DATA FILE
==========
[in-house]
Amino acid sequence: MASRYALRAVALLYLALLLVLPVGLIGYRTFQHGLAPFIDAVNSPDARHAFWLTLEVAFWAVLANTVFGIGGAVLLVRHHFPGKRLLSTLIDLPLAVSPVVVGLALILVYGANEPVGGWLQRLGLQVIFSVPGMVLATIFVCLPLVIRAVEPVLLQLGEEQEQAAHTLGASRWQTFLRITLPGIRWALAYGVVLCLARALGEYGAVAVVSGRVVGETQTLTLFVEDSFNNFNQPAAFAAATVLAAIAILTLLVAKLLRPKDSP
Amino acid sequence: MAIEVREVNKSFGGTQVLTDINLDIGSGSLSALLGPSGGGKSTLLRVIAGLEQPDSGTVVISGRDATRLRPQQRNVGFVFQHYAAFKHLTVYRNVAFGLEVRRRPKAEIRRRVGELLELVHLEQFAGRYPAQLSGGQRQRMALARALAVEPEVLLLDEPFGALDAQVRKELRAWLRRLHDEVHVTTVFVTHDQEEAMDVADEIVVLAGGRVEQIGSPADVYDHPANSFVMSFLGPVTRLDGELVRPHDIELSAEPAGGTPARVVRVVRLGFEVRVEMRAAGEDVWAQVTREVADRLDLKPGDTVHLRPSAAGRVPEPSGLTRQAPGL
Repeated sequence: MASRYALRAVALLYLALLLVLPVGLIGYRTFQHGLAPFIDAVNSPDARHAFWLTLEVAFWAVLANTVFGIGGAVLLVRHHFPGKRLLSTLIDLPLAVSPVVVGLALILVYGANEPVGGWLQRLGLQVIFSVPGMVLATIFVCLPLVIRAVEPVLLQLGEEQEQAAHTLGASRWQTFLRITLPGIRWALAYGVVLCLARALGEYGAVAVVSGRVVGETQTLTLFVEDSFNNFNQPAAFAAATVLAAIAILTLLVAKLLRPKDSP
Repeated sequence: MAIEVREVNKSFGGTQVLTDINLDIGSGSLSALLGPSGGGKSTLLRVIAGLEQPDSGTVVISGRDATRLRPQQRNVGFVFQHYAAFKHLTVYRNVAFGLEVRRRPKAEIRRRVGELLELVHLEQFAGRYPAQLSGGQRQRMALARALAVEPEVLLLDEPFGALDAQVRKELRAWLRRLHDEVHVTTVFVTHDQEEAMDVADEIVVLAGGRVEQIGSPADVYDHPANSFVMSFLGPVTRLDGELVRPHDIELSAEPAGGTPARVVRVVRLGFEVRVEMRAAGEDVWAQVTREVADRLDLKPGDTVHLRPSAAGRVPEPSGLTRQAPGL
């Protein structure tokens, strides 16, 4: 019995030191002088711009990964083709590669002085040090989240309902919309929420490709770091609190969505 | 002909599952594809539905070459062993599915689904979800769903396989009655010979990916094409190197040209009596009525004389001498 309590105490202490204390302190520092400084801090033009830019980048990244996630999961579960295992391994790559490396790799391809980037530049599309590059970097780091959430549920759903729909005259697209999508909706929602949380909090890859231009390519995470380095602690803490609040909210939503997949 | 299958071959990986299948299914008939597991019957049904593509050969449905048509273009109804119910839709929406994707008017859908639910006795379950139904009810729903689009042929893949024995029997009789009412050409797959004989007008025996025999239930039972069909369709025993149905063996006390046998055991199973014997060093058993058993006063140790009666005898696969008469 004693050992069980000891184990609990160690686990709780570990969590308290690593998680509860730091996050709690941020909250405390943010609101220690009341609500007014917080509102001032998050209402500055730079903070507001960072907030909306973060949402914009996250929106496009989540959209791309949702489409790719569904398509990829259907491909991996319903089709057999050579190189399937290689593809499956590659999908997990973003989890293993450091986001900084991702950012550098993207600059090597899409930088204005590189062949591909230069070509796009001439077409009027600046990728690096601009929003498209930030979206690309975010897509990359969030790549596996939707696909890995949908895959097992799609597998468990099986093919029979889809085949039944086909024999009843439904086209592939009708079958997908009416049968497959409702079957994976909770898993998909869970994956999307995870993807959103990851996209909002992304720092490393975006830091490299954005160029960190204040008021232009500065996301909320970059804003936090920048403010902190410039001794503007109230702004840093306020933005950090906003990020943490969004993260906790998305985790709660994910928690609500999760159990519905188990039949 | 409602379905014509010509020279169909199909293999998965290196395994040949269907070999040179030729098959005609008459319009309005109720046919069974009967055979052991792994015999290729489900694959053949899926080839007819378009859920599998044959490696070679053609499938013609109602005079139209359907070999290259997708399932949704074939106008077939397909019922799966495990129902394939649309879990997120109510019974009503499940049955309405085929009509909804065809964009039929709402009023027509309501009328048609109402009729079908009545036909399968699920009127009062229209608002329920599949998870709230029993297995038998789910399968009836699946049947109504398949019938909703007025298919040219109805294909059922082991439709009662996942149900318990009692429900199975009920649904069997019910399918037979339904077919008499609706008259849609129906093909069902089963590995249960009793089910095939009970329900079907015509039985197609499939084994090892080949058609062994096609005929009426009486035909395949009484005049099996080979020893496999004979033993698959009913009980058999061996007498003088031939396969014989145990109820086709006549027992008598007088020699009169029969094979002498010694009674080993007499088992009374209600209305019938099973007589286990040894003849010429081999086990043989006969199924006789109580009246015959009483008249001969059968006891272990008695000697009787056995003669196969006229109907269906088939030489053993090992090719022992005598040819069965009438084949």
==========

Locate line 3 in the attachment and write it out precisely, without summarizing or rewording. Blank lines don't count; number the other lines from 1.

Amino acid sequence: MAIEVREVNKSFGGTQVLTDINLDIGSGSLSALLGPSGGGKSTLLRVIAGLEQPDSGTVVISGRDATRLRPQQRNVGFVFQHYAAFKHLTVYRNVAFGLEVRRRPKAEIRRRVGELLELVHLEQFAGRYPAQLSGGQRQRMALARALAVEPEVLLLDEPFGALDAQVRKELRAWLRRLHDEVHVTTVFVTHDQEEAMDVADEIVVLAGGRVEQIGSPADVYDHPANSFVMSFLGPVTRLDGELVRPHDIELSAEPAGGTPARVVRVVRLGFEVRVEMRAAGEDVWAQVTREVADRLDLKPGDTVHLRPSAAGRVPEPSGLTRQAPGL